UNI SP4 Study Period 4 2014

NET102 What My Doctor Didn't Tell Me

Internet Studies 102 : The Internet and Everyday Life
Topic 1.4: Health: What My Doctor Didn’t Tell Me

So much of people’s lives appear to be centred around health: the food we eat, exercise, sports, emotional and mental health, visits to the doctor or chemist, and feelings about the body. Health is another sphere of the everyday that is closely connected to how we see ourselves and others, through which power works (authority of medical institutions and its practitioners), around which whole industries have flourished and also find common ground with others. In this topic, we see how the Internet has played a major role in reconfiguring some of these relationships and practices.

Perhaps the most immediate change we can see in terms of health is the way people now use the Internet to find out more about a medical condition or topic, where previously they would be more reliant on their doctor, chemist, hospital, and printed books and pamphlets available from health institutions. How does this affect people’s relationships with their doctors and medical institutions? The Internet is used by institutions involved in health (governments, hospitals, chemists) to disseminate information and administer health care, is their authority diluted by the other sources freely available or do people still accord them more respect? People also seem to be seeking other benefits from their use of the Internet for health, they join online communities, e.g. discussion forums, to discuss their ailments and ask for advice. There is also the economic side of things, particularly the avenues offered by the Internet for spreading information and attracting attention from potential consumers (online pharmacies, e-medical centres and the like). What are the implications of these developments for everyday use of the Internet for health?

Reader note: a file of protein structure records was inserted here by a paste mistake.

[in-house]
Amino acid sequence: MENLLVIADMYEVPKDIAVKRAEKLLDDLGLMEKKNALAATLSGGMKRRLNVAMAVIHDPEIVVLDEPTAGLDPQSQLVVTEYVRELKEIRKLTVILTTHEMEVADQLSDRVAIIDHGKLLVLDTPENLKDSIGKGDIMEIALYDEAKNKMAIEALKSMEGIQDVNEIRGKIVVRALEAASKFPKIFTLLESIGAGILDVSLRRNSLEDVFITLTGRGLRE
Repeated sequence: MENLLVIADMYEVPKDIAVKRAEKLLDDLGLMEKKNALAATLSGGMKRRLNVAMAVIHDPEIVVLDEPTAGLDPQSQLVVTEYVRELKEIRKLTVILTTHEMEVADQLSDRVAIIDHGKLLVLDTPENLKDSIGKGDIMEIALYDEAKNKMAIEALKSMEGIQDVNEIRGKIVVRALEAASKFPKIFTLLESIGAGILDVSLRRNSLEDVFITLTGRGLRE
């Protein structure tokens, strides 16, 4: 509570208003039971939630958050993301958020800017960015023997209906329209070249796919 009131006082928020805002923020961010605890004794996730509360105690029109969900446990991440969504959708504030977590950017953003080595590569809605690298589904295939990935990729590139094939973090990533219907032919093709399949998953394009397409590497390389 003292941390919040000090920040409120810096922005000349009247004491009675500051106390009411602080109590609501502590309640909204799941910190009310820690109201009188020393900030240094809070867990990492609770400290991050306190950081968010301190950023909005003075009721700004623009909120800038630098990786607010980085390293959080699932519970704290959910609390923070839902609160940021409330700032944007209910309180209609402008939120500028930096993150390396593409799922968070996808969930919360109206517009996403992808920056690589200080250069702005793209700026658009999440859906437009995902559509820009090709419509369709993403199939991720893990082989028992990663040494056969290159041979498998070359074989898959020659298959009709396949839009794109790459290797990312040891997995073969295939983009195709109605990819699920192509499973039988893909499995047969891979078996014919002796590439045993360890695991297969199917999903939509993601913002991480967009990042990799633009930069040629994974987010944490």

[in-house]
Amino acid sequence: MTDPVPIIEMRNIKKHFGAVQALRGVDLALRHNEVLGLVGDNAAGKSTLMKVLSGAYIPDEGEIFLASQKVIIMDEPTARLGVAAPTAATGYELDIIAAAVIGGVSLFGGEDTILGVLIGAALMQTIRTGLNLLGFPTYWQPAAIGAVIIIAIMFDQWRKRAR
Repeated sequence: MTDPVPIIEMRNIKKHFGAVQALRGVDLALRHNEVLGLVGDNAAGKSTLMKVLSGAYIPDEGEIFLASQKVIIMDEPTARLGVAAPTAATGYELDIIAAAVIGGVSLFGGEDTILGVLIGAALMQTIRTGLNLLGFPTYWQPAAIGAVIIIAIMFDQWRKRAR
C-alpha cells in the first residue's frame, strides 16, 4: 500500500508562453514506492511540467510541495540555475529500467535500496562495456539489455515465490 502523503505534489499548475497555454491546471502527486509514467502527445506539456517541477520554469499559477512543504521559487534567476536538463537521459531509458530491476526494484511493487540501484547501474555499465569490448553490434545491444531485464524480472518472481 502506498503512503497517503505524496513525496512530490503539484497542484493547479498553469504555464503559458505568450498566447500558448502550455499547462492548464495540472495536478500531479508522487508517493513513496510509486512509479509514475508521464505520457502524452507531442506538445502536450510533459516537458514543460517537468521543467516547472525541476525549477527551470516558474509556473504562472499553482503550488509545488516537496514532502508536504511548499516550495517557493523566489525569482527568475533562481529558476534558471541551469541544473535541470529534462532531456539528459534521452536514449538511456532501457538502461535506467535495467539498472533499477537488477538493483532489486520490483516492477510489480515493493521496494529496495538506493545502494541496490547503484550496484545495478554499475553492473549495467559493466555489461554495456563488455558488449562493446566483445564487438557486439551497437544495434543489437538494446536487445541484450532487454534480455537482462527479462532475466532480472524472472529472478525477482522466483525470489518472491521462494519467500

What you need to do to learn about this topic:


Eysenbach, G. (2008, August 25). Medicine 2.0: Social Networking, Collaboration, Participation, Apomediation, and Openness. Journal of Medical Internet Research. 10(3): e22. doi: 10.2196/jmir.1030. This is partly a projection, partly a description of the author’s observations regarding the development of “Medicine 2.0”. What would such trends imply in terms of community, power, economy and identity?


Select a particular health topic that interests you for any reason (it could be a friend or relative’s medical condition, for instance). Find out more about the topic using the Internet. While you are doing this, note down the main ways you’ll begin looking and your process of selecting useful sites. How would you say your knowledge of the topic has changed in the course of this research? What are the criteria by which you’d select sites? Finally, briefly describe 2-3 of the most useful sites and Internet applications and the ways in which they’d be useful to people visiting them.


Your experiences with using online resources to look up health or medical issues. Do you know of any situation where someone has found information on the Internet that has not matched the advice given by their doctor? What do you think of the use of the Internet by non-medical professionals to seek advice and information about illnesses and other health issues? How much do you think the medical and health professionals where you are need to, and have, kept pace with developments on the Internet?


If you choose this topic for the essay, in addition to the above, you will also need to read:

Nettleton, S., Burrows, R., & O’Malley, L. (2005). The mundane realities of the everyday lay use of the Internet for health, and their consequences for media convergence. Sociology of Health & Illness, 27(7), 972-992. doi: 10.1111/j.1467-9566.2005.00466.x. In E-Reserve. This article reports on some field research the authors have done on how people use the Internet. According to the authors, what are the main attitudes of people, both lay and health professionals, towards the use of the Internet for health? Their research was conducted in 2002, how much do you think what they say still applies?

Fox, S. and Duggan, M. (2013). PEW Internet and American Life Project: Health online 2013. http://www.pewinternet.org/files/old-media/Files/Reports/PIP_HealthOnline.pdf

White, M. and Dorman, S. M. (2001). Receiving social support online: Implications for health education. Health Education Research: Theory and Practice, 16(6), 693 - 707. http://her.oxfordjournals.org/content/16/6/693.full.pdf

Each of these six topics covered in Module 1 has a particular question for the Questions and Answers assignment, you will need to complete these questions and then submit the best three of them as part of your assignment. You may also choose this topic for your essay. Your participation in discussions and activities for this, and the other topics, contribute towards the body of work that you will select from for the Portfolio. Also, review the material in this topic for your final assignment, particularly paying attention to the role played by the Internet in terms of economics, power, identity, community, time and space (Module 2).

NEXT: Topic 1.5: Faith and Spirituality Online »